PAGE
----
- The chic, streamlined Electroliners operated between Chicago and Milwaukee.
- The Electroliner, on the Chicago Loop, heading for its express run to Milwaukee.
- The Electroliner was a four car articulated train that was placed into service on the North Shore line early in 1941, between Chicago and Milwaukee, seen here in January of 1941.
- It was said to be the most luxurious interurban electric train in the country during its day.
- The high-speed train was painted dark green with red stripes, seated 120 passengers, and came complete with a small tavern lounge.
The two Electroliner train-sets were eye-opening for two reasons: first was the fact that the interurban industry was on its last stand by the early 1940s when the streamlined trains were introduced; and second, interurbans were not thought of as high-speed operations.
The Chicago North Shore and Milwaukee Railroad introduced the luxurious Electroliner in 1941, complete with a tap room car and speeds of 85 miles an hour. Looking over the new equipment are Col. A. A. Sprague left, and Bernard J. Fallon, Chief Executive Officer, on Jan. 25, 1941.
The trainsets were certainly one of the final major orders ever taken for an interurban and easily the flashiest ever built.
- Each set was made up of two end coaches and two center coaches.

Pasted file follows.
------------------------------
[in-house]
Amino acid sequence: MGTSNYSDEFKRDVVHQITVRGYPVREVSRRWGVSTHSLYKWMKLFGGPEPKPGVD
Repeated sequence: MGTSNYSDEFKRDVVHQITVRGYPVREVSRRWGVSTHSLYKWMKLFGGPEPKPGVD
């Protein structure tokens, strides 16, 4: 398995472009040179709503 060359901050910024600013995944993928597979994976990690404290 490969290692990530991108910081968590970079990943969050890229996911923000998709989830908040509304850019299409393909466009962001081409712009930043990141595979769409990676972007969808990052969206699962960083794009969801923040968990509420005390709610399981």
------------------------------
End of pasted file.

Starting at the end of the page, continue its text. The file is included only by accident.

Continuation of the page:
- The sections were articulated using Jacobs bogies. Each end coach was divided at the side doors into a Luxury Coach and then a Smoking Coach.
- Each door had steps and a trap door for boarding from street-level, low-level and high-level platforms.
- There was a Tavern Lounge – serving breakfast, light meals, and cocktails.
- All cars were air-conditioned, a first among new traction (interurban and trolley) equipment of the time.
- The sets were designed to operate with the high platforms, sharp curves, and narrow clearances of the Chicago Loop and the Chicago ‘L’.
- They could run at speeds of 80 miles per hour (130 km/h) or more on the North Shore’s mainline, and to use city streets to the downtown Milwaukee Terminal.
- The sets’ styling resembled that of the Pioneer Zephyr.
- When they arrived in 1941, they were well received by the public, although the nation’s economy was beginning to improve.
Conductor Leslie Greenfield watches a group of Great Lakes Naval Training Center sailors board the last train at 12:45 a.m. of the North Shore line, leaving Adams and Wabash stations. Sailors from the base were some of the North Shore’s best customers. The railroad shut down in 1963.
They were very busy during the World War 2 years along with the Korean War.
- Earnings increased, older equipment was refurbished for appearance and comfort, and the North Shore changed from a typical mid-western interurban to a high-speed regional commuter railroad, running at high speed between two major cities.
- In the 1960s, competition from freeways eroded ridership, income dropped, maintenance and operating costs climbed, and the line was abandoned in January 1963.
Today, both sets remain preserved in Rockhill Furnace, Pennsylvania and at the Illinois Railway Museum.